'Feted and reviled in his own lifetime, Marshall McLuhan has made a dramatic comeback in recent years. Marchessault gives a balanced and carefully considered appraisal of McLuhan’s contribution to cultural theory, which may be even more pertinent now, in the early twenty-first century, than when he originally formulated it in the 1950s and ‘60s' Jim McGuigan, Professor of Cultural Analysis, Loughborough University Why is McLuhan important? What use can we make of his approach to the media today? In this insightful critical introduction, McLuhan's contribution is carefully explained and his reputation reassessed. The book: · Explains McLuhan's key ideas · Engages with critical issues in media and contemporary art · Demonstrates the relevance of his work for students of media and communications · Addresses his methodological contribution · Revises our understanding of his place in the history of ideas. Illustrated with many examples from the network society, the book works as a guide to anyone who wants to know why McLuhan is important.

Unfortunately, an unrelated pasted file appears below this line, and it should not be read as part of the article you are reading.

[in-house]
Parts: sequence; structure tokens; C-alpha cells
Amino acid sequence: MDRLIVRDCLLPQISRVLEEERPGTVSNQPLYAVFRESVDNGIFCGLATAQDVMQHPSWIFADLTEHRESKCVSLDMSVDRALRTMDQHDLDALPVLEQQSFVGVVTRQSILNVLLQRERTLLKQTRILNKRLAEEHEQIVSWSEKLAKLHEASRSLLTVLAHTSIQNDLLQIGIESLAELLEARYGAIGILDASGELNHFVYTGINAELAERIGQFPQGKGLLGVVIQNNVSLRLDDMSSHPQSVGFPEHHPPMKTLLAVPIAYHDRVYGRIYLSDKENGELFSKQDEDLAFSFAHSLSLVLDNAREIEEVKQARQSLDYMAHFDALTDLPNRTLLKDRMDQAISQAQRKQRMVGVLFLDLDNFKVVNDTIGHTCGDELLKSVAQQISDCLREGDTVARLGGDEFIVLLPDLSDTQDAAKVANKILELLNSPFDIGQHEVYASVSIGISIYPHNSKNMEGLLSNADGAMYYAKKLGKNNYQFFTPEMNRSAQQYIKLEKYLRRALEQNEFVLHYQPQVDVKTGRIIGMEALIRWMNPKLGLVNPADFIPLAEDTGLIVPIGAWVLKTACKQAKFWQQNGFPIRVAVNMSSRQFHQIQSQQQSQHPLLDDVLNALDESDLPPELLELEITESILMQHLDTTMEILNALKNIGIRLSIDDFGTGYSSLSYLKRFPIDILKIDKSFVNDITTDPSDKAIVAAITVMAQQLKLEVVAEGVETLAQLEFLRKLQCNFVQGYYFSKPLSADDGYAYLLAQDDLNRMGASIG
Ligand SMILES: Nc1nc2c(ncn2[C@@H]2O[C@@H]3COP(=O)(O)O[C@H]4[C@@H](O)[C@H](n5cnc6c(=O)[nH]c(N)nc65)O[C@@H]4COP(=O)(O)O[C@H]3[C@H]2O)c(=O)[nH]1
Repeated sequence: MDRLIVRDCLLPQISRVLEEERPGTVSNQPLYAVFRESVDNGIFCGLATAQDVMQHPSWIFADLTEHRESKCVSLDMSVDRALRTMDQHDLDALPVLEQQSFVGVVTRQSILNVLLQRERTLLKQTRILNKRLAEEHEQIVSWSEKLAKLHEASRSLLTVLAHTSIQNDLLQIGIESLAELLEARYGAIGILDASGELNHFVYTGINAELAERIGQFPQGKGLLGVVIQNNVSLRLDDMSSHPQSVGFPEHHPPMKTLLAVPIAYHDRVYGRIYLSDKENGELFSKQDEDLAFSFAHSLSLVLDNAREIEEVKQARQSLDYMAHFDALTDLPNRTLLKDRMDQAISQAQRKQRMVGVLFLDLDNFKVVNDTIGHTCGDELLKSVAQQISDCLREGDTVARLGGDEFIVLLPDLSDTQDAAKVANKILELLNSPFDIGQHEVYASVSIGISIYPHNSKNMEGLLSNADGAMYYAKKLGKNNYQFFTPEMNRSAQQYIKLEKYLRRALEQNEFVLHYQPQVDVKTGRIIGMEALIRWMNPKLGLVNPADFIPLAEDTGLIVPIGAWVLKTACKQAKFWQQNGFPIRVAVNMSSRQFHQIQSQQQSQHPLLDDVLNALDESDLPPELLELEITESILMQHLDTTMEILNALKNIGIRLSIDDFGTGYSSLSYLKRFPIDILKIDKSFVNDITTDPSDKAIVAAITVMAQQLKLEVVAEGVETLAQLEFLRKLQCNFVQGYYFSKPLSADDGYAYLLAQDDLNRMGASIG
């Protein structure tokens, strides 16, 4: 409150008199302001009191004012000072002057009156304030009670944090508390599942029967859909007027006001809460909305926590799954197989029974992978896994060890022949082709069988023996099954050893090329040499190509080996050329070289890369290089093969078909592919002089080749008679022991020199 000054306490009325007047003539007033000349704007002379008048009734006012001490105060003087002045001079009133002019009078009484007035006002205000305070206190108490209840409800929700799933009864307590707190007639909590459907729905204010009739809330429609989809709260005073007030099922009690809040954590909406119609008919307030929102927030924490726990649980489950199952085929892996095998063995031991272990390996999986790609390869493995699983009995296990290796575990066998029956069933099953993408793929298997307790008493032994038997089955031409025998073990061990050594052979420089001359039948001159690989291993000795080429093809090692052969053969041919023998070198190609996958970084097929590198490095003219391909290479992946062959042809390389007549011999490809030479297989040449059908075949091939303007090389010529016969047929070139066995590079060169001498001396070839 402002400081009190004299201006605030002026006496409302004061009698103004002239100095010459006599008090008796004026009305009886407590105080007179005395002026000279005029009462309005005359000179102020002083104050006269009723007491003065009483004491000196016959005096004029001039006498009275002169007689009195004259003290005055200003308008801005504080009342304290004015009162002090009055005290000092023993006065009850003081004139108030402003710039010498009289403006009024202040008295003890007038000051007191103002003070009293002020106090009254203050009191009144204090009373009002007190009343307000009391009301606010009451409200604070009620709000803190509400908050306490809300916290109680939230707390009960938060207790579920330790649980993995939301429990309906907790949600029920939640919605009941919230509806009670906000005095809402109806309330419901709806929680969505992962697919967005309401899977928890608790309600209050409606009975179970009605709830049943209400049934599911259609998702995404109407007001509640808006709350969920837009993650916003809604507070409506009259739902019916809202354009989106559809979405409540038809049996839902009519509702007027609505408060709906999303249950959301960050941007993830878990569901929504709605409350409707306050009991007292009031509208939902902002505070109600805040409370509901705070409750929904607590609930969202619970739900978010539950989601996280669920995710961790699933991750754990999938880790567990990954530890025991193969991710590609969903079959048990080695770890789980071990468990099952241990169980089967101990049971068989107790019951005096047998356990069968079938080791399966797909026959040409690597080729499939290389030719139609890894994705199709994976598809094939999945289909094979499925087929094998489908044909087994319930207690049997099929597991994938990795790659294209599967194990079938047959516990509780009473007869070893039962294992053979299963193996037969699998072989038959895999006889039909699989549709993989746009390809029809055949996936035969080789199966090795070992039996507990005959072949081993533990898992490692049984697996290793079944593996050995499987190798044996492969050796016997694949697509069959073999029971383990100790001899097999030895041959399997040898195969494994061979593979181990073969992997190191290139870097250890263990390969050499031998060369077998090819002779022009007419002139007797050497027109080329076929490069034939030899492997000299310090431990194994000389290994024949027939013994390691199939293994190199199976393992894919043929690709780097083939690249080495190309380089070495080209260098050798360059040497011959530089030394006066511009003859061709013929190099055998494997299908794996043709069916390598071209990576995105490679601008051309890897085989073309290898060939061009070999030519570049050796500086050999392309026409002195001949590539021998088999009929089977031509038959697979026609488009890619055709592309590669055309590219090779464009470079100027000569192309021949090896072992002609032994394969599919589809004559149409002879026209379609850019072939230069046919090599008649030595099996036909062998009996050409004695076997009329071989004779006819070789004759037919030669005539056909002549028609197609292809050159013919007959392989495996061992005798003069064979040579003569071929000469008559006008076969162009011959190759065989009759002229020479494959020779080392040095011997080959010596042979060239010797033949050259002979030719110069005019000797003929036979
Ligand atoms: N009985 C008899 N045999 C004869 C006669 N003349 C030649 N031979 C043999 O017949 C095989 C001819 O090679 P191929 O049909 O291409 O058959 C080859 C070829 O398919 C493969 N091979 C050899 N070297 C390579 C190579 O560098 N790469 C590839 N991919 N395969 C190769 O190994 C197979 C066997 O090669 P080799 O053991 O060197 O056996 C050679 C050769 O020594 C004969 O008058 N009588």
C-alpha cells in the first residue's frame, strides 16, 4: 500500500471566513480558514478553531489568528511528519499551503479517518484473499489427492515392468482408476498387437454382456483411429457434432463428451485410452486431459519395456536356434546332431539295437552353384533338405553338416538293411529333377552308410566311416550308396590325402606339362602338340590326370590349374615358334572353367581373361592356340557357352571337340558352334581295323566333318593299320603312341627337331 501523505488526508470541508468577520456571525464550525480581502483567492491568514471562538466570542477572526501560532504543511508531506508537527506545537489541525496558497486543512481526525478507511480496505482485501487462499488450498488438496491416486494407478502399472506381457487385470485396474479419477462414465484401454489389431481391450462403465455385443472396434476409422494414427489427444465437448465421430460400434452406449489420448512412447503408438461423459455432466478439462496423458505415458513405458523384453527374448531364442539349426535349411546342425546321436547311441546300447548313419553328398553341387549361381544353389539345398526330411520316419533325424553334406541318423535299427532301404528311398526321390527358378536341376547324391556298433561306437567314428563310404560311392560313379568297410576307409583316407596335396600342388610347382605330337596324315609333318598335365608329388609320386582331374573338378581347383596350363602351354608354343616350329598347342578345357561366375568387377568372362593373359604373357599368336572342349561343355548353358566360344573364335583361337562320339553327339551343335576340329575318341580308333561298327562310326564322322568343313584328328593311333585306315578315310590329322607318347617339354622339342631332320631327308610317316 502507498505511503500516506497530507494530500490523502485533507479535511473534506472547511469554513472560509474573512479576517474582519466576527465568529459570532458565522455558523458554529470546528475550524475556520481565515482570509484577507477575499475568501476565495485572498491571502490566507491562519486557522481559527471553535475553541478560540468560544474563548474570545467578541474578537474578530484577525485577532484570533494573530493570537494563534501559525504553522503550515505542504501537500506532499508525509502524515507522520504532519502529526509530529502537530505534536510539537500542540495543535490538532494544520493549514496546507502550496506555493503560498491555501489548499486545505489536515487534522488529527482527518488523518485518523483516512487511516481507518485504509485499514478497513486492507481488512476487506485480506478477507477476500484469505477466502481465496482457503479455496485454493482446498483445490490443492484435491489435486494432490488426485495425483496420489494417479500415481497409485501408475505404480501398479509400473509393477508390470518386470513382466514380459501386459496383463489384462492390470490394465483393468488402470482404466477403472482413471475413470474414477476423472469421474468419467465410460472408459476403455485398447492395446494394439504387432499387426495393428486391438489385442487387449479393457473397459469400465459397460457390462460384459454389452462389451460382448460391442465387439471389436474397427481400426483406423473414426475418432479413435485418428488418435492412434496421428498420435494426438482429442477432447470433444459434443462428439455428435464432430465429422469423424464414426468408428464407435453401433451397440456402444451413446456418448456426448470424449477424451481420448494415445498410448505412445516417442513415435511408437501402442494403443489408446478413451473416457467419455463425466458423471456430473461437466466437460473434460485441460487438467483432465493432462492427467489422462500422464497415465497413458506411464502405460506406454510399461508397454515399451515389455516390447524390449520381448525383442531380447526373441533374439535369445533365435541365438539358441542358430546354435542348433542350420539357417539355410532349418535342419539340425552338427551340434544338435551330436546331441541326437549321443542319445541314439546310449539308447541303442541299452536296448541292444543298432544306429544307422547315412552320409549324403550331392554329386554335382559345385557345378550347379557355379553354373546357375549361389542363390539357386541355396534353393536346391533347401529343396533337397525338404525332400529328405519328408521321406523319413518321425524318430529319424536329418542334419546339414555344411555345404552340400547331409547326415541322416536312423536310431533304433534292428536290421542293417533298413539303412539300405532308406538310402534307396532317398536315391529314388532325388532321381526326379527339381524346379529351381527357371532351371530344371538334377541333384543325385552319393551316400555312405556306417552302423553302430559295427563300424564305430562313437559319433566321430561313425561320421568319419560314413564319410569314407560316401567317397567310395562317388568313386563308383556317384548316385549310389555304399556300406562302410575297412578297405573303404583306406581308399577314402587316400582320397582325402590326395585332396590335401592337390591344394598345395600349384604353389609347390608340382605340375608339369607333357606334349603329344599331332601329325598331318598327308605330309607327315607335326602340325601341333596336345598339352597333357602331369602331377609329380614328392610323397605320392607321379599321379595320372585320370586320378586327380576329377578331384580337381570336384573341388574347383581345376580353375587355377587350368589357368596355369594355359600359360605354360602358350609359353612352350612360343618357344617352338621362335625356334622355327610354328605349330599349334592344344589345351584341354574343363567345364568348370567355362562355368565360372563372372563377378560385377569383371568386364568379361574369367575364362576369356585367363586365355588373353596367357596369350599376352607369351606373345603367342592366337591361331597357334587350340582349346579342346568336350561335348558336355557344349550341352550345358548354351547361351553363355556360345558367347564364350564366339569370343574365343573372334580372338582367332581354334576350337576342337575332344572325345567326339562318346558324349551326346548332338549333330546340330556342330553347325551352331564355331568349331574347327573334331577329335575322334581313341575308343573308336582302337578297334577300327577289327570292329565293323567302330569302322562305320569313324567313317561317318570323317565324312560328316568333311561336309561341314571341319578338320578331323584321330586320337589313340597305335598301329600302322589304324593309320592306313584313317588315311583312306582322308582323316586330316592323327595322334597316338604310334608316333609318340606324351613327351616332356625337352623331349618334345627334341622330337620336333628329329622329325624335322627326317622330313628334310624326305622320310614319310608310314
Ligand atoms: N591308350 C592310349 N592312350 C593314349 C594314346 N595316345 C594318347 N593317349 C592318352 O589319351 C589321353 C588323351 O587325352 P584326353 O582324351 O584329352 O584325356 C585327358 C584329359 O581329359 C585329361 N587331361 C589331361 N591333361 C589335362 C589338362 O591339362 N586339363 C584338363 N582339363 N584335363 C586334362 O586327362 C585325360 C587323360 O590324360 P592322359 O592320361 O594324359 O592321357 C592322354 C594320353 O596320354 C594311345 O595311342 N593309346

The last word of The Gutenberg Galaxy: The Making of Typographic Man is ‘time’. There is no other piece of writing in McLuhan's œuvre that is as sensitive to historical shifts and that provides such a rich collage of ideas and patterns of thought. This book, along with The Mechanical Bride, are no doubt McLuhan's best works. Both are formal experiments and insightful examinations of modernity. The Gutenberg Galaxy is equal in complexity to the works of Siegfried Giedion and Harold Innis, to whom he acknowledges a great debt. But McLuhan's greatest influence in this book is Joyce. Alternate titles of The Gutenberg Galaxy were Gutenberg Era and The Road to Finnegans Wake. Like Joyce's book, it was intended as a history of writing ...

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